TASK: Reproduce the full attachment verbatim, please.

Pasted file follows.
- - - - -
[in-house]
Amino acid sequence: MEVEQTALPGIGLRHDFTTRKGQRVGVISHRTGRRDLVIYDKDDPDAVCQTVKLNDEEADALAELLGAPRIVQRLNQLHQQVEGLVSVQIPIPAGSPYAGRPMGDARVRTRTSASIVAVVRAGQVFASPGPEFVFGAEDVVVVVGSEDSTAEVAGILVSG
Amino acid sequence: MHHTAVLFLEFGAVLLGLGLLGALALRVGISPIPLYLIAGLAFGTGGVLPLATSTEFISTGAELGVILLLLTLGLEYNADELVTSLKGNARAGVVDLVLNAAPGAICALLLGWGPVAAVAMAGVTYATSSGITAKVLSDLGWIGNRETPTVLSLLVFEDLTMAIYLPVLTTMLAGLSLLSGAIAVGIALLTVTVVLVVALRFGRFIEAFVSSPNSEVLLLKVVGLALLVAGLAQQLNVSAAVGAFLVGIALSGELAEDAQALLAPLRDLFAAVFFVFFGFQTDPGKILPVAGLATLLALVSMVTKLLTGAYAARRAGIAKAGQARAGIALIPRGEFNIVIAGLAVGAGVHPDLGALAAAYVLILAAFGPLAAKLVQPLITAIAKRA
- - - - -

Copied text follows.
[in-house]
Amino acid sequence: MEVEQTALPGIGLRHDFTTRKGQRVGVISHRTGRRDLVIYDKDDPDAVCQTVKLNDEEADALAELLGAPRIVQRLNQLHQQVEGLVSVQIPIPAGSPYAGRPMGDARVRTRTSASIVAVVRAGQVFASPGPEFVFGAEDVVVVVGSEDSTAEVAGILVSG
Amino acid sequence: MHHTAVLFLEFGAVLLGLGLLGALALRVGISPIPLYLIAGLAFGTGGVLPLATSTEFISTGAELGVILLLLTLGLEYNADELVTSLKGNARAGVVDLVLNAAPGAICALLLGWGPVAAVAMAGVTYATSSGITAKVLSDLGWIGNRETPTVLSLLVFEDLTMAIYLPVLTTMLAGLSLLSGAIAVGIALLTVTVVLVVALRFGRFIEAFVSSPNSEVLLLKVVGLALLVAGLAQQLNVSAAVGAFLVGIALSGELAEDAQALLAPLRDLFAAVFFVFFGFQTDPGKILPVAGLATLLALVSMVTKLLTGAYAARRAGIAKAGQARAGIALIPRGEFNIVIAGLAVGAGVHPDLGALAAAYVLILAAFGPLAAKLVQPLITAIAKRA